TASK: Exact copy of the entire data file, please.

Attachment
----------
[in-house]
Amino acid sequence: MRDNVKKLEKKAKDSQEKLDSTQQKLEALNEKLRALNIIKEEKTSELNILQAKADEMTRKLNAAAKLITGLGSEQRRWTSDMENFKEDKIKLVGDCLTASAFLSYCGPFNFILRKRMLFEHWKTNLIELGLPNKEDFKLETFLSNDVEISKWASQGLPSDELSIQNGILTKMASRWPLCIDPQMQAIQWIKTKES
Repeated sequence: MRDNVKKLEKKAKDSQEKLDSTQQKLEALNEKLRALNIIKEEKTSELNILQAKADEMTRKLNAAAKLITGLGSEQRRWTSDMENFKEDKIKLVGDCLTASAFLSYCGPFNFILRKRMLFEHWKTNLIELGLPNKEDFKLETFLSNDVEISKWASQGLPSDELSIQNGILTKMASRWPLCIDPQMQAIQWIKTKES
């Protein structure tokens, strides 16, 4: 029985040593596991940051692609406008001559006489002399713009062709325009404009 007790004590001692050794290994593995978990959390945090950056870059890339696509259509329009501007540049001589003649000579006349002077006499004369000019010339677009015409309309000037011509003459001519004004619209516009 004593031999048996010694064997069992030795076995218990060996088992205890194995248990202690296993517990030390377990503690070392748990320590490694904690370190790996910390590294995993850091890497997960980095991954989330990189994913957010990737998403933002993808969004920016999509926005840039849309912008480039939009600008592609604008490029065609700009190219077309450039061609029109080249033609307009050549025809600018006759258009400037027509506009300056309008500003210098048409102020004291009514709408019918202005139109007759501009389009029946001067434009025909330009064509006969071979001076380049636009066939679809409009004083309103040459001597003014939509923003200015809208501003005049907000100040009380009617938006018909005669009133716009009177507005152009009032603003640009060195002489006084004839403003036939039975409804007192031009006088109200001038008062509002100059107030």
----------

[in-house]
Amino acid sequence: MRDNVKKLEKKAKDSQEKLDSTQQKLEALNEKLRALNIIKEEKTSELNILQAKADEMTRKLNAAAKLITGLGSEQRRWTSDMENFKEDKIKLVGDCLTASAFLSYCGPFNFILRKRMLFEHWKTNLIELGLPNKEDFKLETFLSNDVEISKWASQGLPSDELSIQNGILTKMASRWPLCIDPQMQAIQWIKTKES
Repeated sequence: MRDNVKKLEKKAKDSQEKLDSTQQKLEALNEKLRALNIIKEEKTSELNILQAKADEMTRKLNAAAKLITGLGSEQRRWTSDMENFKEDKIKLVGDCLTASAFLSYCGPFNFILRKRMLFEHWKTNLIELGLPNKEDFKLETFLSNDVEISKWASQGLPSDELSIQNGILTKMASRWPLCIDPQMQAIQWIKTKES
């Protein structure tokens, strides 16, 4: 029985040593596991940051692609406008001559006489002399713009062709325009404009 007790004590001692050794290994593995978990959390945090950056870059890339696509259509329009501007540049001589003649000579006349002077006499004369000019010339677009015409309309000037011509003459001519004004619209516009 004593031999048996010694064997069992030795076995218990060996088992205890194995248990202690296993517990030390377990503690070392748990320590490694904690370190790996910390590294995993850091890497997960980095991954989330990189994913957010990737998403933002993808969004920016999509926005840039849309912008480039939009600008592609604008490029065609700009190219077309450039061609029109080249033609307009050549025809600018006759258009400037027509506009300056309008500003210098048409102020004291009514709408019918202005139109007759501009389009029946001067434009025909330009064509006969071979001076380049636009066939679809409009004083309103040459001597003014939509923003200015809208501003005049907000100040009380009617938006018909005669009133716009009177507005152009009032603003640009060195002489006084004839403003036939039975409804007192031009006088109200001038008062509002100059107030």